« Reply #11 on: December 11, 2010, 09:20:17 PM »
Also, 25 minutes at 500 seems a bit long and it doesn't look like the pie got too dark. I know someone did the pizza patate version at 20 minutes at 450 and it looked a little darker.

Any opinions or tips are greatly advised. I'm looking forward to trying it!

hotsawce,

I know all ovens bake differently and I just watched this pie, until I thought it was baked enough.  I am going to try this pie at market to see how it bakes in my deck oven.  That pie could be a lot different.  This is an easy pizza for someone to try.  It didn't take long to mix and then you just watch how the dough is fermenting.  After you would do it for awhile all this would become easier.  The yeast amount could be cut down to have a longer bulk ferment.  If you have any other questions, just ask.

Norma
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Re: Quest for Pizza Pomodoro
« Reply #12 on: December 11, 2010, 09:26:46 PM »
Norma,
That looks great! I bet it created a nice aroma in the kitchen too!
 :chef:

Hotsawce said something about the browning...I noticed in the recipe there is some sugar used...increasing it would create a more browning(maybe not needed) effect?

Would you describe this dough as being a bit like a emergency dough for the short rise time it has?

Just curious.
 :)

-Bill



Bill,

Thanks for saying the pie looks great.  It did give a nice aroma in the kitchen.

I donít know about the sugar and browning.  I would think it all would depend on what kind of pan you use to bake this pie.  Jim Lahey said in the video not to oil the bottom of the pan too much.  I only lightly oiled it. 

I would think this is an emergency dough.  I started mixing this dough around 11:30 am and had the pizza early this evening.  I think the dough needs to be watched to see when it ferments enough.  My ambient temperatures in my kitchen are low right now. 

Norma

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Re: Quest for Pizza Pomodoro
« Reply #13 on: December 11, 2010, 09:42:21 PM »
I would think this is an emergency dough.  I started mixing this dough around 11:30 am and had the pizza early this evening.  I think the dough needs to be watched to see when it ferments enough.  My ambient temperatures in my kitchen are low right now. 

Norma,

With almost 1.9% IDY, you normally could expect the dough to double within two hours. That might have been extended a bit by a room temperature of 68 degrees F, but not to evening if you started at 11:30 AM today.

Peter

Offline Matthew

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Re: Quest for Pizza Pomodoro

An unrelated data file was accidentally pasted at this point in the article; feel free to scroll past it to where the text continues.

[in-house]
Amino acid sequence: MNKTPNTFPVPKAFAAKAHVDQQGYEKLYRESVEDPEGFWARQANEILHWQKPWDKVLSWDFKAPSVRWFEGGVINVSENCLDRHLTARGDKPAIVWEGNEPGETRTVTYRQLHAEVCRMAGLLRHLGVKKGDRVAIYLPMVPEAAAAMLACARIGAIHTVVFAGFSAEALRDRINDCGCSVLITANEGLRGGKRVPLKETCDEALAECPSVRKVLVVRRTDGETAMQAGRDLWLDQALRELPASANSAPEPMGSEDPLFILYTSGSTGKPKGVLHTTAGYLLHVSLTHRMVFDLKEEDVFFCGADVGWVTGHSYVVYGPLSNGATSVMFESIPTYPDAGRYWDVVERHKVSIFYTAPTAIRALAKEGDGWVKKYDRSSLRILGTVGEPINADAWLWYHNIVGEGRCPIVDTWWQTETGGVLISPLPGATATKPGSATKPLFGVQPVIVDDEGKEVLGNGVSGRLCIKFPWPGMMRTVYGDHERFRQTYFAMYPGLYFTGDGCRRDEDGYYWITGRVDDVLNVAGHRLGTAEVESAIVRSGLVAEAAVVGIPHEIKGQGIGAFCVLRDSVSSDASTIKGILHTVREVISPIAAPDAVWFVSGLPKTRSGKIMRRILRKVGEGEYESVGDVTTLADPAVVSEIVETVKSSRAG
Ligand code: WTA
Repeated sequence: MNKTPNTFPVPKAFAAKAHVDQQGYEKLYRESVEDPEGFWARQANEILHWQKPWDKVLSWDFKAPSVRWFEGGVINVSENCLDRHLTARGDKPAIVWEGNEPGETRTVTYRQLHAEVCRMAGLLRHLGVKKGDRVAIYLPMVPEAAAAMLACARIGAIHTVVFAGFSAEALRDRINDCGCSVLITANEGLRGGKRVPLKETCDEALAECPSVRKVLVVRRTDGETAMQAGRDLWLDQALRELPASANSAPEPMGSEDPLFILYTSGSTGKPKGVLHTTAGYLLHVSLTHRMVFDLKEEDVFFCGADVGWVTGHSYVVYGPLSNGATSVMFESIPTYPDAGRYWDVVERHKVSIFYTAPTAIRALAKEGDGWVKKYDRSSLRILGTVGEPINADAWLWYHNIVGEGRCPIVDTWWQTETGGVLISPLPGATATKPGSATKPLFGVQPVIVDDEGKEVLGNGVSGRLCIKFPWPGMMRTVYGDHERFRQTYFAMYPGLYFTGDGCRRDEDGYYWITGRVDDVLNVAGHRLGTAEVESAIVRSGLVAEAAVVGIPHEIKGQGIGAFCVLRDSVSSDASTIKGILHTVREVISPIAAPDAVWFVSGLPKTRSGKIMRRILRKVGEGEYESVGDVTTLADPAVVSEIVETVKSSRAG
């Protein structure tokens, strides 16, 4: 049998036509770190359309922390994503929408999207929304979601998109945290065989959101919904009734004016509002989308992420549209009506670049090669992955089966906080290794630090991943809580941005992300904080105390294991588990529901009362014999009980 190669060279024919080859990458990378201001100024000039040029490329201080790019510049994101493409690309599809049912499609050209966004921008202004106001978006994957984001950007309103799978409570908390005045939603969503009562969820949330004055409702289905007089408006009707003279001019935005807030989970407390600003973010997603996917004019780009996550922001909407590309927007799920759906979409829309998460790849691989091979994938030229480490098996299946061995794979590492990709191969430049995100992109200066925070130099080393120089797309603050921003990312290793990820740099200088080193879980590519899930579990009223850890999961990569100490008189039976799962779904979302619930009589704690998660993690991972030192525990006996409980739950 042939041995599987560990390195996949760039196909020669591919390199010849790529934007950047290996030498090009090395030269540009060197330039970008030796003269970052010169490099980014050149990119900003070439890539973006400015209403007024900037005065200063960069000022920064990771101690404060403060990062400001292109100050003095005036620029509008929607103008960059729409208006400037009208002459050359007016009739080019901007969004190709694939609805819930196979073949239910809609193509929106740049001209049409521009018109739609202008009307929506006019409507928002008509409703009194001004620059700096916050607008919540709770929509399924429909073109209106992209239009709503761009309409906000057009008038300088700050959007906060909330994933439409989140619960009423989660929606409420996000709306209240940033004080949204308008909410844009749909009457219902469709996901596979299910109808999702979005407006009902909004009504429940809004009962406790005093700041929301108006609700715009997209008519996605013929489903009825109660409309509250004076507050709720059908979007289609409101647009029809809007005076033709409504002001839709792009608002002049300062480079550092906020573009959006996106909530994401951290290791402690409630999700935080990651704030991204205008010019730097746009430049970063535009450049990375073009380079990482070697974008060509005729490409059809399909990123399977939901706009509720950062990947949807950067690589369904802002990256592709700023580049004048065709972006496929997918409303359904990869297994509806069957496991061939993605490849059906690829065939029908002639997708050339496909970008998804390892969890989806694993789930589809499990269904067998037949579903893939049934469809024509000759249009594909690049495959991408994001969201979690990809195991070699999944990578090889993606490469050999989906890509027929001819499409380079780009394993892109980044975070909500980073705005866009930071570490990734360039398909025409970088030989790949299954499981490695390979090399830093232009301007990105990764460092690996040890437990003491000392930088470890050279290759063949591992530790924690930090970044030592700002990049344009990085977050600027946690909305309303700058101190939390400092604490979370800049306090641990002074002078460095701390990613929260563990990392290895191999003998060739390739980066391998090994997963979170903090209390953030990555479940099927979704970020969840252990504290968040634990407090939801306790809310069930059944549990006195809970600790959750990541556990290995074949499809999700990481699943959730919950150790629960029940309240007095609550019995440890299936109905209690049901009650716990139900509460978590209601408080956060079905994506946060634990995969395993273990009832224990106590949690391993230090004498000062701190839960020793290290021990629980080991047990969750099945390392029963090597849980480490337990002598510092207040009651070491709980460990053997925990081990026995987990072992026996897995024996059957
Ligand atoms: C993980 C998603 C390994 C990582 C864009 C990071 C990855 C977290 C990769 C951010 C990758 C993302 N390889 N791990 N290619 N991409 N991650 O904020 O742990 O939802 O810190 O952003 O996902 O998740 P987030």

« Reply #14 on: December 11, 2010, 09:48:49 PM »
Norma,
Nice job. I had to chuckle though because pizza pomodoro is Italian for pizza with tomato.  ;D

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Re: Quest for Pizza Pomodoro
« Reply #15 on: December 11, 2010, 10:01:42 PM »
Norma,

With almost 1.9% IDY, you normally could expect the dough to double within two hours. That might have been extended a bit by a room temperature of 68 degrees F, but not to evening if you started at 11:30 AM today.

Peter

Peter,

Do you think my IDY is getting weak?  I had expected the dough to rise and be ready sooner, but I kept watching it and the dough didn't look like it was overfermenting.  I think in my next attempt I am going to lower the yeast so the dough can room ferment longer.  Maybe get some new yeast, too.  :-D

NOrma
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Re: Quest for Pizza Pomodoro
« Reply #16 on: December 11, 2010, 10:06:27 PM »
Norma,
Nice job. I had to chuckle though because pizza pomodoro is Italian for pizza with tomato.  ;D


Matt,

Thanks for saying the pizza was nice.  :)  I now have to chuckle too.  I sure am not good with Italian and almost always foul up.  I didn't know pizza pomodoro is Italian for pizza with tomato.   :-D  I thought all these were called pomodoro, but see how right you are.   ;D  I guess I named this thread wrong.  :-D  That is even funnier.

Norma
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Re: Quest for Pizza Pomodoro
« Reply #17 on: December 11, 2010, 10:12:00 PM »
Two more pictures since the Zucchini Pizza has been sitting for a few hours.

Norma
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Re: Quest for Pizza Pomodoro
« Reply #18 on: December 11, 2010, 10:16:07 PM »
This is what this pizza is supposed to look like.  The fourth picture down.  :-D
http://www.pizzamaking.com/forum/index.php/topic,12388.msg117785.html#msg117785

Norma
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Offline chickenparm

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Re: Quest for Pizza Pomodoro
« Reply #19 on: December 11, 2010, 10:57:34 PM »
Norma,
Yep,Matt was right...

I was looking at those NYC pictures and seen the Pomodoro pizza in the picture...it IS is covered in red/tomato!The one next to it,looks a bit like yours,is the Pizza Cavolfiore,at least thats what the sign says.
Pizza Cavolfiore,It's usually made with Cauliflowers and Gryuere cheese.

Still,aside from the words,I enjoyed the threads,pics and all!
 ;D
-Bill